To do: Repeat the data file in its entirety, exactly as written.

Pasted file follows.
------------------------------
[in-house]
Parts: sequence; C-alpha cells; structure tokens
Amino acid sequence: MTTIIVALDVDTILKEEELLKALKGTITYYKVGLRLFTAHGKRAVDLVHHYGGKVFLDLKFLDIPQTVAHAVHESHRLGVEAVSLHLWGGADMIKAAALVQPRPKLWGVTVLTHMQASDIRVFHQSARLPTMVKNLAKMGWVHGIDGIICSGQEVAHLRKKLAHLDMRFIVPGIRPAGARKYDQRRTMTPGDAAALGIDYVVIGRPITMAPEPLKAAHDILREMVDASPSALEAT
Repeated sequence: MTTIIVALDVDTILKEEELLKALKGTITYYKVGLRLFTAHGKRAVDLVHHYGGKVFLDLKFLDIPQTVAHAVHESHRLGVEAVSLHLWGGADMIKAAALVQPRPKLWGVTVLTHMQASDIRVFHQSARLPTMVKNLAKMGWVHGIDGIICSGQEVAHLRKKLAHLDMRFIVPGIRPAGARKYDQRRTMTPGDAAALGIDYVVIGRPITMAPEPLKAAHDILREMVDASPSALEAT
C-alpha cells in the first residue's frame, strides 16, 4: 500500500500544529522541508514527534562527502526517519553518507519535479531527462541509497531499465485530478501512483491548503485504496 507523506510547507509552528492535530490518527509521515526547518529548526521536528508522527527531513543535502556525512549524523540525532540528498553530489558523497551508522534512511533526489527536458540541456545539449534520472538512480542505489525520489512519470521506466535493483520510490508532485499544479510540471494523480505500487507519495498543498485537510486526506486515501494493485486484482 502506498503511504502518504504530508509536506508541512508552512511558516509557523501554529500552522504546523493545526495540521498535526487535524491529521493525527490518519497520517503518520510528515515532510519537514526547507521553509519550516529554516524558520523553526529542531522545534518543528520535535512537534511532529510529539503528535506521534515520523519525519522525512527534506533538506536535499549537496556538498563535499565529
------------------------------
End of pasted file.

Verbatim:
[in-house]
Parts: sequence; C-alpha cells; structure tokens
Amino acid sequence: MTTIIVALDVDTILKEEELLKALKGTITYYKVGLRLFTAHGKRAVDLVHHYGGKVFLDLKFLDIPQTVAHAVHESHRLGVEAVSLHLWGGADMIKAAALVQPRPKLWGVTVLTHMQASDIRVFHQSARLPTMVKNLAKMGWVHGIDGIICSGQEVAHLRKKLAHLDMRFIVPGIRPAGARKYDQRRTMTPGDAAALGIDYVVIGRPITMAPEPLKAAHDILREMVDASPSALEAT
Repeated sequence: MTTIIVALDVDTILKEEELLKALKGTITYYKVGLRLFTAHGKRAVDLVHHYGGKVFLDLKFLDIPQTVAHAVHESHRLGVEAVSLHLWGGADMIKAAALVQPRPKLWGVTVLTHMQASDIRVFHQSARLPTMVKNLAKMGWVHGIDGIICSGQEVAHLRKKLAHLDMRFIVPGIRPAGARKYDQRRTMTPGDAAALGIDYVVIGRPITMAPEPLKAAHDILREMVDASPSALEAT
C-alpha cells in the first residue's frame, strides 16, 4: 500500500500544529522541508514527534562527502526517519553518507519535479531527462541509497531499465485530478501512483491548503485504496 507523506510547507509552528492535530490518527509521515526547518529548526521536528508522527527531513543535502556525512549524523540525532540528498553530489558523497551508522534512511533526489527536458540541456545539449534520472538512480542505489525520489512519470521506466535493483520510490508532485499544479510540471494523480505500487507519495498543498485537510486526506486515501494493485486484482 502506498503511504502518504504530508509536506508541512508552512511558516509557523501554529500552522504546523493545526495540521498535526487535524491529521493525527490518519497520517503518520510528515515532510519537514526547507521553509519550516529554516524558520523553526529542531522545534518543528520535535512537534511532529510529539503528535506521534515520523519525519522525512527534506533538506536535499549537496556538498563535499565529